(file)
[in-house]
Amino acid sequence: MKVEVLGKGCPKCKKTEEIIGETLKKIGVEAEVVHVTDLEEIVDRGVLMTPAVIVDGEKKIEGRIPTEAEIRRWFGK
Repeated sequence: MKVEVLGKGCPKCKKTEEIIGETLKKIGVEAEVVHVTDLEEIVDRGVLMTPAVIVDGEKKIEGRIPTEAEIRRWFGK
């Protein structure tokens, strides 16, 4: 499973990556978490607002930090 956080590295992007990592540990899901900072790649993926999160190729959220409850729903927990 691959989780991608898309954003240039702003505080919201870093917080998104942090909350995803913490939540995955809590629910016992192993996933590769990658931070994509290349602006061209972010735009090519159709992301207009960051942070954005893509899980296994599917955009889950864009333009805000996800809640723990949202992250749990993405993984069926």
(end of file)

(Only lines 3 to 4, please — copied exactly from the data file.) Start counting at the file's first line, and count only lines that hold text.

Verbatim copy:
Repeated sequence: MKVEVLGKGCPKCKKTEEIIGETLKKIGVEAEVVHVTDLEEIVDRGVLMTPAVIVDGEKKIEGRIPTEAEIRRWFGK
């Protein structure tokens, strides 16, 4: 499973990556978490607002930090 956080590295992007990592540990899901900072790649993926999160190729959220409850729903927990 691959989780991608898309954003240039702003505080919201870093917080998104942090909350995803913490939540995955809590629910016992192993996933590769990658931070994509290349602006061209972010735009090519159709992301207009960051942070954005893509899980296994599917955009889950864009333009805000996800809640723990949202992250749990993405993984069926």